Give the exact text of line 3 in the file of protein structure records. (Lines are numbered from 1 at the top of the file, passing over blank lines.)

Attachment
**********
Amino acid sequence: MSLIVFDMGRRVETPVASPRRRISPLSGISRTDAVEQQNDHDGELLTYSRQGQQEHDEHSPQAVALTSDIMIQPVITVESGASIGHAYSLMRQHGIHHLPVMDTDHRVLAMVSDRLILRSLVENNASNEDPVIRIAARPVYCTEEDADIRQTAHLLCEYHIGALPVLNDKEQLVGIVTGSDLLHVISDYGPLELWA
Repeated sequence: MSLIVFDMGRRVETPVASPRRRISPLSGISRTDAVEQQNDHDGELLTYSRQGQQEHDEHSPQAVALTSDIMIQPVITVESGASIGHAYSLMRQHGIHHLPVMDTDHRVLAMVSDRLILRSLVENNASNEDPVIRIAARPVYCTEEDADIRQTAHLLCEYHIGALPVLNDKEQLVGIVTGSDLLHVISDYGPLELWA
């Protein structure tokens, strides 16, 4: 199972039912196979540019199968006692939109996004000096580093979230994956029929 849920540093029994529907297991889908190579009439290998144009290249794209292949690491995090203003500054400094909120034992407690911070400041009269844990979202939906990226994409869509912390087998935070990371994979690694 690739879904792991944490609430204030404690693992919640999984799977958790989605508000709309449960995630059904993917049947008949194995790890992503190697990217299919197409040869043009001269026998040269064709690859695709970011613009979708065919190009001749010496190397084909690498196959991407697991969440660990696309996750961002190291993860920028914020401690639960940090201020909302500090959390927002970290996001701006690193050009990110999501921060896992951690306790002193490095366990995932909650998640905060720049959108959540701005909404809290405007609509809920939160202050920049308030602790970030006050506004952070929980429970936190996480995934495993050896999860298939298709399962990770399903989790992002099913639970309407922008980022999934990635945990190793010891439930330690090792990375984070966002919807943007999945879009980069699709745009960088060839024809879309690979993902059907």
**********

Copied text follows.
């Protein structure tokens, strides 16, 4: 199972039912196979540019199968006692939109996004000096580093979230994956029929 849920540093029994529907297991889908190579009439290998144009290249794209292949690491995090203003500054400094909120034992407690911070400041009269844990979202939906990226994409869509912390087998935070990371994979690694 690739879904792991944490609430204030404690693992919640999984799977958790989605508000709309449960995630059904993917049947008949194995790890992503190697990217299919197409040869043009001269026998040269064709690859695709970011613009979708065919190009001749010496190397084909690498196959991407697991969440660990696309996750961002190291993860920028914020401690639960940090201020909302500090959390927002970290996001701006690193050009990110999501921060896992951690306790002193490095366990995932909650998640905060720049959108959540701005909404809290405007609509809920939160202050920049308030602790970030006050506004952070929980429970936190996480995934495993050896999860298939298709399962990770399903989790992002099913639970309407922008980022999934990635945990190793010891439930330690090792990375984070966002919807943007999945879009980069699709745009960088060839024809879309690979993902059907």